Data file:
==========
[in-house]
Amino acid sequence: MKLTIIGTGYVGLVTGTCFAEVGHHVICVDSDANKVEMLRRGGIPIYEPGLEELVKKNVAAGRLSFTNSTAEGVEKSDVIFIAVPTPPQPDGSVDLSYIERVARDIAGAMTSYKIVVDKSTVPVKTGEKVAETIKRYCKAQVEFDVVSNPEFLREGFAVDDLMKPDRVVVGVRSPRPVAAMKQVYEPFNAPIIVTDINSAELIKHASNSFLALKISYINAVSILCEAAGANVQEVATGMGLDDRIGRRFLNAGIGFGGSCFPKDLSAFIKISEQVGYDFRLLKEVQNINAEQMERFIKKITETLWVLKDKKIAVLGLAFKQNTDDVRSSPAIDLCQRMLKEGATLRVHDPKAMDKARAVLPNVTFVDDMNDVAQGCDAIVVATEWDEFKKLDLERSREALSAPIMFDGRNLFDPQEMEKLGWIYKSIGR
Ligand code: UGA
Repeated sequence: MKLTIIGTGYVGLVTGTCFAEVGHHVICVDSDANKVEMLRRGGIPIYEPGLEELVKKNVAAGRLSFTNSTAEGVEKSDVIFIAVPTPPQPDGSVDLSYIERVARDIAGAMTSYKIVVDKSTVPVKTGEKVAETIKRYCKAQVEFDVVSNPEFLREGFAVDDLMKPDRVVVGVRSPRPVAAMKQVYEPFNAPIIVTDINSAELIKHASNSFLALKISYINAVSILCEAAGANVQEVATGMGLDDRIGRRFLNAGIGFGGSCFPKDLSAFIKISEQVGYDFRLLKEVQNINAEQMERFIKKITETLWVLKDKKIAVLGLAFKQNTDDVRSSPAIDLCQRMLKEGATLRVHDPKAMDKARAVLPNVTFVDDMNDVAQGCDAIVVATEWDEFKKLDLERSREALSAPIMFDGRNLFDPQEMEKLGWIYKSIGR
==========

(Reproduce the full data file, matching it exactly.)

[in-house]
Amino acid sequence: MKLTIIGTGYVGLVTGTCFAEVGHHVICVDSDANKVEMLRRGGIPIYEPGLEELVKKNVAAGRLSFTNSTAEGVEKSDVIFIAVPTPPQPDGSVDLSYIERVARDIAGAMTSYKIVVDKSTVPVKTGEKVAETIKRYCKAQVEFDVVSNPEFLREGFAVDDLMKPDRVVVGVRSPRPVAAMKQVYEPFNAPIIVTDINSAELIKHASNSFLALKISYINAVSILCEAAGANVQEVATGMGLDDRIGRRFLNAGIGFGGSCFPKDLSAFIKISEQVGYDFRLLKEVQNINAEQMERFIKKITETLWVLKDKKIAVLGLAFKQNTDDVRSSPAIDLCQRMLKEGATLRVHDPKAMDKARAVLPNVTFVDDMNDVAQGCDAIVVATEWDEFKKLDLERSREALSAPIMFDGRNLFDPQEMEKLGWIYKSIGR
Ligand code: UGA
Repeated sequence: MKLTIIGTGYVGLVTGTCFAEVGHHVICVDSDANKVEMLRRGGIPIYEPGLEELVKKNVAAGRLSFTNSTAEGVEKSDVIFIAVPTPPQPDGSVDLSYIERVARDIAGAMTSYKIVVDKSTVPVKTGEKVAETIKRYCKAQVEFDVVSNPEFLREGFAVDDLMKPDRVVVGVRSPRPVAAMKQVYEPFNAPIIVTDINSAELIKHASNSFLALKISYINAVSILCEAAGANVQEVATGMGLDDRIGRRFLNAGIGFGGSCFPKDLSAFIKISEQVGYDFRLLKEVQNINAEQMERFIKKITETLWVLKDKKIAVLGLAFKQNTDDVRSSPAIDLCQRMLKEGATLRVHDPKAMDKARAVLPNVTFVDDMNDVAQGCDAIVVATEWDEFKKLDLERSREALSAPIMFDGRNLFDPQEMEKLGWIYKSIGR